Archive | October, 2012

Who is this “no name”? How China’s Nobel Literature Prize winner became celeb stereotype for all seasons

24 Oct

There are two steps to a Chinese person becoming a big deal in the West:

1) Do something arty

2) Say something dissidenty

There are two steps to a Chinese artist becoming a big deal in China:

1) Win a big prize

2) Get a monument built to you

Mo Yan – real name 管谟业, Guan Moye – was awarded the Nobel Prize for Literature on October 11 this year.

His name was already a pretty big deal among the arty literati and Sinophile bluestockings. He made his name as author of Red Sorghum, the book that inspired Zhang Yimo’s 1997 film of the same name. Fans – and the Nobel committee – praised the author’s characteristic “hallucinatory realism” and his ability to blend folk tales with history and contemporary literature.

Smiles shone out from behind the “Free Tibet” banners the Western world over. Liberals from Hackney Wick to Washington State rejoiced in the fact that (first point) the first  Chinese person EVER had been awarded the Nob Lit and (second point) that that Chinese person celebrated his victory by saying he hoped dissident Liu Xiaobo would soon be given a reprieve.

The same Mo Yan (his “no name” pen name, which sounds so delightfully subversive over here in the West, is also what he uses in China) is pretty well-regarded in China too. And by those baddies in the CCP, too.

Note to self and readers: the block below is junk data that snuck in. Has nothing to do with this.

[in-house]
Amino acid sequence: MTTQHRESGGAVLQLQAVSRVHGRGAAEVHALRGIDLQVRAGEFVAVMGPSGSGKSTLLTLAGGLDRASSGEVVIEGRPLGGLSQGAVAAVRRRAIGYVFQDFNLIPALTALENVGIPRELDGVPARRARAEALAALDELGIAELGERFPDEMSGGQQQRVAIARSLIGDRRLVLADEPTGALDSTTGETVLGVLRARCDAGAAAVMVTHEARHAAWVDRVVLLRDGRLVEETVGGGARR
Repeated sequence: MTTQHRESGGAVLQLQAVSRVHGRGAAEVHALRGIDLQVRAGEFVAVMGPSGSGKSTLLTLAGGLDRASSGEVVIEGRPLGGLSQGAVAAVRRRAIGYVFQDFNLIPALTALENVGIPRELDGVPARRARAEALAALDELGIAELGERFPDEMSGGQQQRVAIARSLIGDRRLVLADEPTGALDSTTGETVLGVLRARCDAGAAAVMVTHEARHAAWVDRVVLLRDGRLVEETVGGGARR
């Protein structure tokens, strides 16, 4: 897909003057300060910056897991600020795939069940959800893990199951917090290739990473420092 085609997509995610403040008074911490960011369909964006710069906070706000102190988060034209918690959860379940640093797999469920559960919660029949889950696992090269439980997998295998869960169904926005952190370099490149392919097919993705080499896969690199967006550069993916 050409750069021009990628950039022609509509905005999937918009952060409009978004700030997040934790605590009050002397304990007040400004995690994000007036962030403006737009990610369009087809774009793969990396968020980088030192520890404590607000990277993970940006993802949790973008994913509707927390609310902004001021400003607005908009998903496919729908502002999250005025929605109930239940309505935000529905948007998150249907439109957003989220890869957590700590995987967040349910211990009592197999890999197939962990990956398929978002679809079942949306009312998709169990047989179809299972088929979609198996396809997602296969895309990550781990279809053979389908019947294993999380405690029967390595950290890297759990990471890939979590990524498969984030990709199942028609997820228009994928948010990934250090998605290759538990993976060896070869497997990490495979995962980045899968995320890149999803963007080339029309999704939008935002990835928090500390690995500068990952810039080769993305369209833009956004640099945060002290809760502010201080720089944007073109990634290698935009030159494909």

He is said to have transcribed passages of Mao Zedong’s speeches, and joined in with recent celebrations of the 70th anniversary of a speech Mao gave on the role of art and literature. As Vice President of the Chinese Writers Association, he’s likely to be a party member as well.

In fact, one of the few people to slam Mo Yan outright is Mr Arty Dissident himself, Ai Weiwei. “He will always stand on the side of power and he will not have one bit of individualism,” Mr Ai said. How confusing for us Western democracy-huggers.

Ai Weiwei might have a point about the “individualism” bit.

Not only has Mo Yan also managed to tick Chinese box 1 with his Nobel, he is also looking at his own monument – in the form of a Mo Yan theme park.

According to the Beijing News, authorities in  Gaomi, the municipality that administers Mo Yan’s home village of Ping’an, plans to build a £67m “Mo Yan Culture Experience”. 650 hectares of red sorghum will also be planted in honour of his breakthrough novel.

It’s the classic hero treatment reserved for those who do really, really well – think of the ever-increasing numbers of Yao Ming statues or cartoony pictures of revolutionary hero Lei Feng. Think of Mao.

As far as I’m concerned, Mo Yan thoroughly deserves that Nobel prize.

I’ve read the book, I’ve seen the film it inspired, and both are genuinely fantastic. Gabriel García Márquez, eat your heart out.

More than that, though, it’s impressive to find one person who can be revered by almost everyone in both China and the West – even if none of us can really decide who Mo Yan really is.

I guess that’s what the “no name” was all about.